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Hong, Lee, Lee, Kim, Choi, Jun, and Suh: Trends in Cancer Screening Rates among Korean Men and Women: Results of the Korean National Cancer Screening Survey, 2004–2018

### Purpose

The Korean National Cancer Screening Survey (KNCSS) is a nationwide annual cross-sectional survey conducted for the past 15 years. This study aimed to report trends in the overall screening rates of both organized and opportunistic cancer screening programs from 2004–2018.

### Materials and Methods

KNCSS data were collected using a structured questionnaire. For five major cancers (i.e., stomach, liver, colorectal, breast, and cervical cancer), we evaluated both the lifetime screening rate and the screening rate with recommendations. The study population included men aged 40–74 years and women aged 20–74 years with no cancer histories.

### Results

Screening rate with recommendations increased from 2004 annually by 4.4% and 1.5% until 2013 for stomach and liver cancers, respectively, by 4.0% until 2012 for breast cancer, and by 3.6% and 1.2% until 2014 for colorectal and cervical cancers, respectively, followed by nonsignificant trends thereafter. In 2018, screening rates with recommendations for these cancers were 72.8%, 26.2%, 63.1%, 58.4%, and 55.6%, respectively.

### Conclusion

Screening rates for the five types of cancer demonstrated a marked increase between 2004 and 2018. However, many recent screening rates have been flattened with nonsignificant trends, and there are lower rates for cervical cancer screening among young age groups. Steady efforts are needed to achieve higher screening participation rates overall, especially for the cervical cancer screening of young women in their 20s.

### Introduction

In Korea, cancer is a leading contributor to both mortality and disease burden. In 2016, 229,180 cases were newly diagnosed, and cancer accounted for 27.8% of all deaths [1]. The overall cancer incidence rate increased by 3.6% annually from 1999 to 2011 and then decreased by 3.1% annually from 2011 to 2016. The economic burden imposed by cancer increased from $11,424 to$20,858 million between 2000 and 2010, representing an average annual growth rate of 8.9% [2].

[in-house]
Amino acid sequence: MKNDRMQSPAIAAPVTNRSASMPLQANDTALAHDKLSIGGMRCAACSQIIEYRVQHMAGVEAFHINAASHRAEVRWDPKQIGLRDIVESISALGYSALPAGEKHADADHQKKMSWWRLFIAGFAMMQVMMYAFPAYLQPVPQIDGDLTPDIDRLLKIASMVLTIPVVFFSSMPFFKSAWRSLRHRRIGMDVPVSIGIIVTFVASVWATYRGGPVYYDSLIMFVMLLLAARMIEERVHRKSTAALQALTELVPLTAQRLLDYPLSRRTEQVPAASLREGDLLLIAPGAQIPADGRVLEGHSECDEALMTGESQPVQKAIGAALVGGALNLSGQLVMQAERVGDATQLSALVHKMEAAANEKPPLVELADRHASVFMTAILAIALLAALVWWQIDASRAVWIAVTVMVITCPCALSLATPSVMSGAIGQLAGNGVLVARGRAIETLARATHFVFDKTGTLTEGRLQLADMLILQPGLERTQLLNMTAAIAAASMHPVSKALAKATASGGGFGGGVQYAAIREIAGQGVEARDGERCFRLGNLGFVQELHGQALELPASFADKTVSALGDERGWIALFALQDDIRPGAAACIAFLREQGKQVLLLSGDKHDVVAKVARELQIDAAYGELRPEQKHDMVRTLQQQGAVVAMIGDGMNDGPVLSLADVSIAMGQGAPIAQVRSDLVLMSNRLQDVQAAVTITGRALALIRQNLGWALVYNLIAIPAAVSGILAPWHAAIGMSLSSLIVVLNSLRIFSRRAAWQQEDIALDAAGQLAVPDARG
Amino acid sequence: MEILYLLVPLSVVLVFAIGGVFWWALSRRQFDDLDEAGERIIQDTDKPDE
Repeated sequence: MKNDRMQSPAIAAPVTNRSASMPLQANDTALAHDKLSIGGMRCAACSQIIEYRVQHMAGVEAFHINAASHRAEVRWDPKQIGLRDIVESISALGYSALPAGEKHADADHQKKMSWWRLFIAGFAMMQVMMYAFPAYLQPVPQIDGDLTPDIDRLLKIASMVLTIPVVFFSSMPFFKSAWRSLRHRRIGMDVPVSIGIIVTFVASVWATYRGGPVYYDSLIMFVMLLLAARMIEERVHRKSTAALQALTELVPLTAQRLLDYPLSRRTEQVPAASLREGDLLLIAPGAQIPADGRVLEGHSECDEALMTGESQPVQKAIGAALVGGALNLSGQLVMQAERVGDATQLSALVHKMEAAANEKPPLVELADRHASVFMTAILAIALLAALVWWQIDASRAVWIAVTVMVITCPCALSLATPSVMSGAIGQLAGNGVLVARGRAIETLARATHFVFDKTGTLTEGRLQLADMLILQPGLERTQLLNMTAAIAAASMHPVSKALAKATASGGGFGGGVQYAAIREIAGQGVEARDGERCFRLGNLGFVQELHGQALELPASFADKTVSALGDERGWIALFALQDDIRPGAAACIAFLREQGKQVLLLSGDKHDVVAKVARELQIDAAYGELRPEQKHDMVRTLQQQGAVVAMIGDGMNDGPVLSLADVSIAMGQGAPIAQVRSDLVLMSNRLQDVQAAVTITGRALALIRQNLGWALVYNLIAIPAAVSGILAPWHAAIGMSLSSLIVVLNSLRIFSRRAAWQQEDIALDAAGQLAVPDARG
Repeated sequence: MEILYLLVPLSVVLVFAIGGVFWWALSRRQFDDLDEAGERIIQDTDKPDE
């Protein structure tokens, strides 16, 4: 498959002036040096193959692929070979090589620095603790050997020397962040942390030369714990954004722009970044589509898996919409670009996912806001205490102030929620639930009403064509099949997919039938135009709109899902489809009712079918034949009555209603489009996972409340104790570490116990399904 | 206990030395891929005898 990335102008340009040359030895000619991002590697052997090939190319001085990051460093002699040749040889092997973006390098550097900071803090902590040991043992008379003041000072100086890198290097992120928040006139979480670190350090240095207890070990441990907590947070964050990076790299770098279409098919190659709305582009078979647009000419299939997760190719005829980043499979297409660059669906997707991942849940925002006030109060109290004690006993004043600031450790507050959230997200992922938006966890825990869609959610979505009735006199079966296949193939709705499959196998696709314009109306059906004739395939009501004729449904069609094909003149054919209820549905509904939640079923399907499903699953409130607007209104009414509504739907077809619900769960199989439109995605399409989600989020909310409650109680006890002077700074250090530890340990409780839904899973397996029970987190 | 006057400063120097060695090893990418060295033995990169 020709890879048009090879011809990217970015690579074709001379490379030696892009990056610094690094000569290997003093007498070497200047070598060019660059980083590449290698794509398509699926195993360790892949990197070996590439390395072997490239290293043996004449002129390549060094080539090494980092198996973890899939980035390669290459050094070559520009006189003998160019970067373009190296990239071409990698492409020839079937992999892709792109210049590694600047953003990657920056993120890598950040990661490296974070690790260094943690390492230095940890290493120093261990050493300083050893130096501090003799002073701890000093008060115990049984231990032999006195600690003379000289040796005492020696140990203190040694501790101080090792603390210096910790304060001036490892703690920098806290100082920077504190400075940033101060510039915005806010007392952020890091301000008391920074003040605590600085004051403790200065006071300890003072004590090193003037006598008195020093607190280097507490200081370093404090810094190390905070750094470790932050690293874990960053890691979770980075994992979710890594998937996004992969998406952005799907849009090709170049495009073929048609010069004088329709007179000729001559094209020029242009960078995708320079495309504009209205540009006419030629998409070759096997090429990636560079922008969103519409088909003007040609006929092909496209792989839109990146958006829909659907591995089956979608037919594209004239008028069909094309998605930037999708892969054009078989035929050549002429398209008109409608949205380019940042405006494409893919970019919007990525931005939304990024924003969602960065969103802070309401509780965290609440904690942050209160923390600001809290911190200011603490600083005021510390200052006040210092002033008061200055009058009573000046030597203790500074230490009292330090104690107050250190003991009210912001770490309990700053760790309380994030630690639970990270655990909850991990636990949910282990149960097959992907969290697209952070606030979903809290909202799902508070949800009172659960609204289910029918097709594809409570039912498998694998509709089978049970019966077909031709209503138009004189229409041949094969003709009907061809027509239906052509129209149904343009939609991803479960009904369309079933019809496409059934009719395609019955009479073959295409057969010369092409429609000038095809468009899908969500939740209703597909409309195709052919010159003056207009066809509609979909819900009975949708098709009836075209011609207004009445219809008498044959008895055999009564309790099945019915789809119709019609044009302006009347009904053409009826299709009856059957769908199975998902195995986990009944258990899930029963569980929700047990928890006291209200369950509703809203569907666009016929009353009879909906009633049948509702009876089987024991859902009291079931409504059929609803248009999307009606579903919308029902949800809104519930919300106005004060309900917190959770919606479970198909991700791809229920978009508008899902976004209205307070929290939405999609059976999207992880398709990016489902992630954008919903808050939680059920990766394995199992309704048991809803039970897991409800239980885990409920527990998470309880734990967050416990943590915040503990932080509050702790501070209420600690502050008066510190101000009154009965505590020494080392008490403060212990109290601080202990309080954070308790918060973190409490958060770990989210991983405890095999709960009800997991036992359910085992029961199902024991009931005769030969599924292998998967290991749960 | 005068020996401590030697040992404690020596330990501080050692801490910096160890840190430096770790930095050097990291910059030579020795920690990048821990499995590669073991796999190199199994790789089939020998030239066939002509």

Cancer screening can reduce such burden by the prevention or early detection of cancer, which is an essential element for cancer control. In Korea, both organized and opportunistic cancer screening programs are available; the organized cancer screening program is provided by the government. The National Cancer Screening Program (NCSP) was launched in 1999 to provide Medical Aid beneficiaries with free-of-charge screening for stomach, breast, and cervical cancer [3]. Subsequently, the cancers targeted for NCSP and range of recipients were gradually expanded; finally, since 2004, the NCSP has provided screenings for five types of cancer (i.e., stomach, liver, colorectal, breast, and cervical cancer) to Medical Aid recipients and National Health Insurance beneficiaries in the lower income stratum.
The NCSP utilizes nationally implemented protocols that defined a target population, screening interval, and follow-up strategies (S1 Table). Opportunistic cancer screening programs vary in terms of the cancers screened, the interval between screenings, and the target cancer type, depending on individual decisions or the recommendations of health care providers. In this study, we report trends in overall screening rates associated with both the organized and opportunistic cancer screening programs in Korea.

### Materials and Methods

We used the data of the Korean National Cancer Screening Survey (KNCSS), an annual, nationwide, population-based survey of cancer screening rates in Korea, from 2004 to 2018 [4]. To ensure that the survey participants were nationally representative, KNCSS employed a stratified, multistage sampling design based on resident registration population according to geographical area, age, and sex. The methods used for sampling were described in previous studies [3,4].
The data were collected through face-to-face interviews conducted by a professional research agency, except in 2004, when data were collected via computer-assisted telephone interviews. Subjects were recruited through door-to-door contact, and at least three attempts to contact each household were made. One person was selected from each household. All study participants were provided with sufficient explanation and they agreed to participate in the survey.